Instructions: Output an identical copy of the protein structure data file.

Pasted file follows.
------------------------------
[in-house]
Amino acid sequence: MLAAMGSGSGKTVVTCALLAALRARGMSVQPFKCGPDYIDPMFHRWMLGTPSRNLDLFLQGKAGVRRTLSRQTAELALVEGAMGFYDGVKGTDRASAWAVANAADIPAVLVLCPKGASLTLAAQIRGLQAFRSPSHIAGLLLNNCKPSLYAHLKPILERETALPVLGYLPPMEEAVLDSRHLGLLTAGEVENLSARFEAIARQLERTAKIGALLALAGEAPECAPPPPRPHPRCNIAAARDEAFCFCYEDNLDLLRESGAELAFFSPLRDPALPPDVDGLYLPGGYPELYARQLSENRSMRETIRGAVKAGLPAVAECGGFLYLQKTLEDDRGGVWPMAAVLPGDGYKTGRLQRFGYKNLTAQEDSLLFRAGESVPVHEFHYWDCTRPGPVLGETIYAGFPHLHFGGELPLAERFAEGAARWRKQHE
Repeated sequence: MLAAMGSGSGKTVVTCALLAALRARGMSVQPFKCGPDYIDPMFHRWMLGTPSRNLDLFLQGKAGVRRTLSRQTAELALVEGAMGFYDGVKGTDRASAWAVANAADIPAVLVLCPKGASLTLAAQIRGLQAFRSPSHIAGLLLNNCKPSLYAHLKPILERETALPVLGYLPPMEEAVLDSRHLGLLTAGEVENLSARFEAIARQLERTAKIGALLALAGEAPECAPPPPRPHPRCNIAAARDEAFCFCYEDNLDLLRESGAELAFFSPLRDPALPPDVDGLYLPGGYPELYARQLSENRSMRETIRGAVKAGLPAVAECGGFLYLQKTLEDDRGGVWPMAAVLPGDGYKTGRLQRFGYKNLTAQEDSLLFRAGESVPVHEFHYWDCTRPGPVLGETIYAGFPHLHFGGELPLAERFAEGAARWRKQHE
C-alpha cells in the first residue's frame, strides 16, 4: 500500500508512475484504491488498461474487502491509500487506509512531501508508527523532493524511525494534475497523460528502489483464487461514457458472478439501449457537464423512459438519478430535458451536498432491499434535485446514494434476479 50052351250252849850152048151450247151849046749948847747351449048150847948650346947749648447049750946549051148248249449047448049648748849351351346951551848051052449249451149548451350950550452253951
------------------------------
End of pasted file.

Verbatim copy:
[in-house]
Amino acid sequence: MLAAMGSGSGKTVVTCALLAALRARGMSVQPFKCGPDYIDPMFHRWMLGTPSRNLDLFLQGKAGVRRTLSRQTAELALVEGAMGFYDGVKGTDRASAWAVANAADIPAVLVLCPKGASLTLAAQIRGLQAFRSPSHIAGLLLNNCKPSLYAHLKPILERETALPVLGYLPPMEEAVLDSRHLGLLTAGEVENLSARFEAIARQLERTAKIGALLALAGEAPECAPPPPRPHPRCNIAAARDEAFCFCYEDNLDLLRESGAELAFFSPLRDPALPPDVDGLYLPGGYPELYARQLSENRSMRETIRGAVKAGLPAVAECGGFLYLQKTLEDDRGGVWPMAAVLPGDGYKTGRLQRFGYKNLTAQEDSLLFRAGESVPVHEFHYWDCTRPGPVLGETIYAGFPHLHFGGELPLAERFAEGAARWRKQHE
Repeated sequence: MLAAMGSGSGKTVVTCALLAALRARGMSVQPFKCGPDYIDPMFHRWMLGTPSRNLDLFLQGKAGVRRTLSRQTAELALVEGAMGFYDGVKGTDRASAWAVANAADIPAVLVLCPKGASLTLAAQIRGLQAFRSPSHIAGLLLNNCKPSLYAHLKPILERETALPVLGYLPPMEEAVLDSRHLGLLTAGEVENLSARFEAIARQLERTAKIGALLALAGEAPECAPPPPRPHPRCNIAAARDEAFCFCYEDNLDLLRESGAELAFFSPLRDPALPPDVDGLYLPGGYPELYARQLSENRSMRETIRGAVKAGLPAVAECGGFLYLQKTLEDDRGGVWPMAAVLPGDGYKTGRLQRFGYKNLTAQEDSLLFRAGESVPVHEFHYWDCTRPGPVLGETIYAGFPHLHFGGELPLAERFAEGAARWRKQHE
C-alpha cells in the first residue's frame, strides 16, 4: 500500500508512475484504491488498461474487502491509500487506509512531501508508527523532493524511525494534475497523460528502489483464487461514457458472478439501449457537464423512459438519478430535458451536498432491499434535485446514494434476479 50052351250252849850152048151450247151849046749948847747351449048150847948650346947749648447049750946549051148248249449047448049648748849351351346951551848051052449249451149548451350950550452253951